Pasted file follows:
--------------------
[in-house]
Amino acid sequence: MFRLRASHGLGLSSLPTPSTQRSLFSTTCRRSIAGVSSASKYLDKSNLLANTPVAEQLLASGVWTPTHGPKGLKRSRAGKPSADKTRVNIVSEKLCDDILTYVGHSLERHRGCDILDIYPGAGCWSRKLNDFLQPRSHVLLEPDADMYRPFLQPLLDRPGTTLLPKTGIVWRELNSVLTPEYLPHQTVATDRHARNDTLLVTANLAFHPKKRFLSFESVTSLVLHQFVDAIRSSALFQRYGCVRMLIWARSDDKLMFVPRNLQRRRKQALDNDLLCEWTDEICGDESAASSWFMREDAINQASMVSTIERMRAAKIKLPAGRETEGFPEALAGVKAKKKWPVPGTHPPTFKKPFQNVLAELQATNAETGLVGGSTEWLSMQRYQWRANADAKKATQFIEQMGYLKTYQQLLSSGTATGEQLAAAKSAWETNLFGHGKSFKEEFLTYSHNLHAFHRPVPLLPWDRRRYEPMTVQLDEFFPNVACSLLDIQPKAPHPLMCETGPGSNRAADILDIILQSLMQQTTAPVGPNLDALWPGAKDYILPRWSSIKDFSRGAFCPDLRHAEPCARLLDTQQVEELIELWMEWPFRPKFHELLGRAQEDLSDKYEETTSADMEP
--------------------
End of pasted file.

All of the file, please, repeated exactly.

[in-house]
Amino acid sequence: MFRLRASHGLGLSSLPTPSTQRSLFSTTCRRSIAGVSSASKYLDKSNLLANTPVAEQLLASGVWTPTHGPKGLKRSRAGKPSADKTRVNIVSEKLCDDILTYVGHSLERHRGCDILDIYPGAGCWSRKLNDFLQPRSHVLLEPDADMYRPFLQPLLDRPGTTLLPKTGIVWRELNSVLTPEYLPHQTVATDRHARNDTLLVTANLAFHPKKRFLSFESVTSLVLHQFVDAIRSSALFQRYGCVRMLIWARSDDKLMFVPRNLQRRRKQALDNDLLCEWTDEICGDESAASSWFMREDAINQASMVSTIERMRAAKIKLPAGRETEGFPEALAGVKAKKKWPVPGTHPPTFKKPFQNVLAELQATNAETGLVGGSTEWLSMQRYQWRANADAKKATQFIEQMGYLKTYQQLLSSGTATGEQLAAAKSAWETNLFGHGKSFKEEFLTYSHNLHAFHRPVPLLPWDRRRYEPMTVQLDEFFPNVACSLLDIQPKAPHPLMCETGPGSNRAADILDIILQSLMQQTTAPVGPNLDALWPGAKDYILPRWSSIKDFSRGAFCPDLRHAEPCARLLDTQQVEELIELWMEWPFRPKFHELLGRAQEDLSDKYEETTSADMEP